Security at the singer’s Rose Bowl show utilized facial recognition tech, unbeknownst to fans.
A facial recognition camera was reportedly used at Taylor Swift’s LA concert back in May for the purpose of monitoring the crowd to check for Swift’s known stalkers. That said, this technology was employed in secret and used on fans without their knowledge as they watched a screen playing rehearsal clips in one of the kiosks that had been set up.
The images where transferred to a Nashville “command post.”
“Everybody who went by [the kiosks] would stop and stare at it, and the software would start working,” Mike Downing, chief security officer of Oka View Group, an advisory board for concert venues, told Rolling Stone Magazine.
Downing attended the concert to witness a demo of the facial recognition system as a guest of the company that manufactures the kiosks.
The images collected by the facial recognition camera were transferred to a Nashville “command post” where they were cross-referenced with a database of hundreds of Swift’s known stalkers, according to Downing.
The pop singer has been stalked by many people over the years, with more than one of these stalkers being arrested, including one stalker who broke into her New York home five times in two months.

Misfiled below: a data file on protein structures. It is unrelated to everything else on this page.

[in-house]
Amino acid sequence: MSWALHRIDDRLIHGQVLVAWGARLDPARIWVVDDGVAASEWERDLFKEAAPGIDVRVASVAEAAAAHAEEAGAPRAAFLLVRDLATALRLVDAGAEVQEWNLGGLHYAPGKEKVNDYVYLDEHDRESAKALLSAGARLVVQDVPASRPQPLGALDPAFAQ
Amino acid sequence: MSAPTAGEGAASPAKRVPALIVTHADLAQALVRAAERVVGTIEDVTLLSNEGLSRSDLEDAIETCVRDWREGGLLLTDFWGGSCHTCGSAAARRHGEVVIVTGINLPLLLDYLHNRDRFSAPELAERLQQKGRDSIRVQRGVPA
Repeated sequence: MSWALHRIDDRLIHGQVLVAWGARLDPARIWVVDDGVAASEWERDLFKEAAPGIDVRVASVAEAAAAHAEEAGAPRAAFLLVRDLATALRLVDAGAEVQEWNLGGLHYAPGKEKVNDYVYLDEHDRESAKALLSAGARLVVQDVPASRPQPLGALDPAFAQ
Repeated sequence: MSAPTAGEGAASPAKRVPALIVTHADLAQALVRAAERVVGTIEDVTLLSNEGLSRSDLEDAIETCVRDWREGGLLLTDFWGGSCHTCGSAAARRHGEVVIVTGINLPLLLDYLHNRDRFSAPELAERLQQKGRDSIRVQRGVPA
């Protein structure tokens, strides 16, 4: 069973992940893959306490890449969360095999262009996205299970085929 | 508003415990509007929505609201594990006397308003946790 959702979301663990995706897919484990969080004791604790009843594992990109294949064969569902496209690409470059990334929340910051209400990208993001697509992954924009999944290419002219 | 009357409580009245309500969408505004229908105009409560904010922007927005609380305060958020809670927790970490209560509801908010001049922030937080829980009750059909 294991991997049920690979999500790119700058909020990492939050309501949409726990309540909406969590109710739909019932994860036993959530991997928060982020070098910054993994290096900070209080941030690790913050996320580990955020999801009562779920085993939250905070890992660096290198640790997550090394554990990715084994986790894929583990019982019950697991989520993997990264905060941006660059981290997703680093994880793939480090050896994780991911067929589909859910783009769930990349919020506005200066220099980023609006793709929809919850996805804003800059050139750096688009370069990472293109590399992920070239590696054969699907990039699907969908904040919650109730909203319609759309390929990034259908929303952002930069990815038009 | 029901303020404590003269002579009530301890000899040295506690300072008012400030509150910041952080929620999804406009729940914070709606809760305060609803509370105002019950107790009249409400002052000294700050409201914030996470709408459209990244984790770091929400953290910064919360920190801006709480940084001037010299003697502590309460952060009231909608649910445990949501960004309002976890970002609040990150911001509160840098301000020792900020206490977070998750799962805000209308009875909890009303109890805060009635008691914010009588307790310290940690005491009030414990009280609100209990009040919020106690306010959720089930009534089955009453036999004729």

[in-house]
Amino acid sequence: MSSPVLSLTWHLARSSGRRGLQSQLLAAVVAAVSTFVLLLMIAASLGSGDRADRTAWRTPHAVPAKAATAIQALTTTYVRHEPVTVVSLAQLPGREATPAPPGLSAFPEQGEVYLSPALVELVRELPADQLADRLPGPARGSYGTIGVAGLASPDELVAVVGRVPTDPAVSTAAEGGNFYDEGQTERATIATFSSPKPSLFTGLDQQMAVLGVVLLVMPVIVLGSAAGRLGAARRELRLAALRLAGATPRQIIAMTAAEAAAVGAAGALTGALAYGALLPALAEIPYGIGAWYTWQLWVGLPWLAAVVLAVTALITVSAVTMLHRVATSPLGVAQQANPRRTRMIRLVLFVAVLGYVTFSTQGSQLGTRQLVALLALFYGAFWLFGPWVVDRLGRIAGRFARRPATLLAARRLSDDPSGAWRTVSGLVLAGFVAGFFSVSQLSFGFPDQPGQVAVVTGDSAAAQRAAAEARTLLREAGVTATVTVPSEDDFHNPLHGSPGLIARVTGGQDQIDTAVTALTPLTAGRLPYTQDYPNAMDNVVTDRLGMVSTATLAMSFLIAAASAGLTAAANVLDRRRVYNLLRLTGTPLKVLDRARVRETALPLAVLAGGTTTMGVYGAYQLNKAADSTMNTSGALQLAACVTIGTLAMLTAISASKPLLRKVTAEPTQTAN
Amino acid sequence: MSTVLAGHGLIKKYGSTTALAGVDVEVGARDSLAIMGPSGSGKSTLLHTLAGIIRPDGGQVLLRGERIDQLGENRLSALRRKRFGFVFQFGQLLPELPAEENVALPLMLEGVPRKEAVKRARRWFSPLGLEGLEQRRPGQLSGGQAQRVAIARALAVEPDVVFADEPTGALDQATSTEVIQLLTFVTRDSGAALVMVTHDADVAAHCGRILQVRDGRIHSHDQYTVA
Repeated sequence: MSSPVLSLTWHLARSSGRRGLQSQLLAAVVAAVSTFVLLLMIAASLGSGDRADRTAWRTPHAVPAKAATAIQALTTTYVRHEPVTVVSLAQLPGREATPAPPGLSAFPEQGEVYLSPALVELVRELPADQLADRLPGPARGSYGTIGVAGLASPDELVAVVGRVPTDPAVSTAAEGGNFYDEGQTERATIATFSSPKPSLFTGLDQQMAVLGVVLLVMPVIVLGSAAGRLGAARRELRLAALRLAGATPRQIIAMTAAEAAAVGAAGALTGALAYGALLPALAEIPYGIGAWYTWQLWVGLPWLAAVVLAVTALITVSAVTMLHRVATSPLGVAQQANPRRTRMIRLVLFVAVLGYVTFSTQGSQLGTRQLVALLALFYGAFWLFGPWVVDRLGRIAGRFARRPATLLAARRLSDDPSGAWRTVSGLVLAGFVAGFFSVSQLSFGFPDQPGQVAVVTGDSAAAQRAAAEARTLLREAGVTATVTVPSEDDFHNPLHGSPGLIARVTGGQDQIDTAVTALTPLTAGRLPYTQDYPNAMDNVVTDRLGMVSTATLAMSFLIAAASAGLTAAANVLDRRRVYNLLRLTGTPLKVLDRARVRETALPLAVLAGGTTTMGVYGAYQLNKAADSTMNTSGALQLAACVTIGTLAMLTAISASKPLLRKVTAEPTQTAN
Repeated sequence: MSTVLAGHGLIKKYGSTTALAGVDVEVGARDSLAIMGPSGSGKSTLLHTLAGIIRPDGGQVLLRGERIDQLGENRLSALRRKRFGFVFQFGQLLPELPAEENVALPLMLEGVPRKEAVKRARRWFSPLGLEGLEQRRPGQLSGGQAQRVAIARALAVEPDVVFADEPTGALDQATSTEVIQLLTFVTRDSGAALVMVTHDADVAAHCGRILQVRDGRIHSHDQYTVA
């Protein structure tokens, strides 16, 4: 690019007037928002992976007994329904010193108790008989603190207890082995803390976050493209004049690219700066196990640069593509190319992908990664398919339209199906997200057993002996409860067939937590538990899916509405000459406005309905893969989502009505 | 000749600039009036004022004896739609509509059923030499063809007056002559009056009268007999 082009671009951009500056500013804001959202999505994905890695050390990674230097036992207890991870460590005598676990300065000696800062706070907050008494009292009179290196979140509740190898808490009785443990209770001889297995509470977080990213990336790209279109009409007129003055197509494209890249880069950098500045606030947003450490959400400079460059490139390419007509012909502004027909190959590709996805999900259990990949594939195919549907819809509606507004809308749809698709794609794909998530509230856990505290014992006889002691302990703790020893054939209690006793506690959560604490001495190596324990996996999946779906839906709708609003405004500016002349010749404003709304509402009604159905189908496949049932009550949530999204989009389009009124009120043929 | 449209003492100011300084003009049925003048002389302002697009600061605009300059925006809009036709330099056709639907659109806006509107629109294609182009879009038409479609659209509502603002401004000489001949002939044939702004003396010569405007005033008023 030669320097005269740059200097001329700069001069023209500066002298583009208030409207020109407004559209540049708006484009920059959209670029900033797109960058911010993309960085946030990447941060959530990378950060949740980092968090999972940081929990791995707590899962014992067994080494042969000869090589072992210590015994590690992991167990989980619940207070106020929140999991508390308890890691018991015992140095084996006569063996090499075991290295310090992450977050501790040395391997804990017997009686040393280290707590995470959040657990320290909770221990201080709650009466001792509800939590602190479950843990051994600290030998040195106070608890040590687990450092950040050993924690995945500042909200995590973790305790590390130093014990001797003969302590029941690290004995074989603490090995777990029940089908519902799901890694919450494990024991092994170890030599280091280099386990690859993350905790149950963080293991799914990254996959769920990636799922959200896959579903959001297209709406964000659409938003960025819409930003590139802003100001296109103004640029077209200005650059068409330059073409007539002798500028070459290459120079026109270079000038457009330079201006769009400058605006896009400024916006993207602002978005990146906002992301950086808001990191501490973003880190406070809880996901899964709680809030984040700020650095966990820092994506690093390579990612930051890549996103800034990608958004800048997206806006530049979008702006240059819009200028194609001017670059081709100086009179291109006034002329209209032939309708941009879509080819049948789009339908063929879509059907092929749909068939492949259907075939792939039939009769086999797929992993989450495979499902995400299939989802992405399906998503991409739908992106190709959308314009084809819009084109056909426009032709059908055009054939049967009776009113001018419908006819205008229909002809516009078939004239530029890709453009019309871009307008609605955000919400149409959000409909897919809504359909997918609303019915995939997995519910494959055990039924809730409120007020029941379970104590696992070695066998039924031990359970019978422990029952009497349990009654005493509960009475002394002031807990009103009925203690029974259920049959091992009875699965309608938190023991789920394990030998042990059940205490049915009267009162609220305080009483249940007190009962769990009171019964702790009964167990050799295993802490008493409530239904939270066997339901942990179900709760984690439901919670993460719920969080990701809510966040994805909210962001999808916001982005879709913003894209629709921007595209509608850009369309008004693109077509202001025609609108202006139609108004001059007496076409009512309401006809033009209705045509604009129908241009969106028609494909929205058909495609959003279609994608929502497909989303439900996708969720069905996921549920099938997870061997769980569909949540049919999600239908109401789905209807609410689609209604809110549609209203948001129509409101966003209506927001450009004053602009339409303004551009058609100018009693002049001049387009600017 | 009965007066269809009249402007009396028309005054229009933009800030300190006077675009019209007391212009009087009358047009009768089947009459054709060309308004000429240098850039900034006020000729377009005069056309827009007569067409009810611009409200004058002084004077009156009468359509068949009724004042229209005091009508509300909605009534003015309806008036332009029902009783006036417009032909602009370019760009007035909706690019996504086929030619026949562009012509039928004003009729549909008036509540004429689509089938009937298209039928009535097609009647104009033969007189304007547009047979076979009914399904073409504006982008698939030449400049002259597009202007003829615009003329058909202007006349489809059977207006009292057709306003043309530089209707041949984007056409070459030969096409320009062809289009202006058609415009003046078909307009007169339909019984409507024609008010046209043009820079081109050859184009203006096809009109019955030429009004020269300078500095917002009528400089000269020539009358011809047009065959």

Facial recognition cameras are being used more and more at venues around the world.
The Taylor Swift Rose Bowl concert wasn’t the only venue to have used facial recognition tech to spot known criminals. Concert venues in Japan have reportedly been using the tech for security since 2014, and earlier this year, police in China arrested three fugitives at a pop concert in Hong Kong with the help of facial recognition technology, which scanned crowds of 60,000 people.
That being said, even though these venues do not legally have to disclose the use of this technology, because they are considered private events, some still feel that people should be made aware when this technology is being used so that they can choose to opt out.
“Companies have a responsibility to respect human rights, and they need to make sure any monitoring that they do is really limited to what is strictly necessary to achieve a legitimate aim,” said researcher and advocate for Human Rights Watch, Sarah St. Vincent, reported Slate.
“If this company is learning that this person is attending a Taylor Swift concert and maybe stood next to certain other people or went to the bar to get a drink or engaged in other things, that’s data that’s valuable for them to sell,” St. Vincent added.
So far, news and media outlets who have requested comments from Swift’s representatives regarding the use of the facial recognition camera tech at her concert, have been met with silence.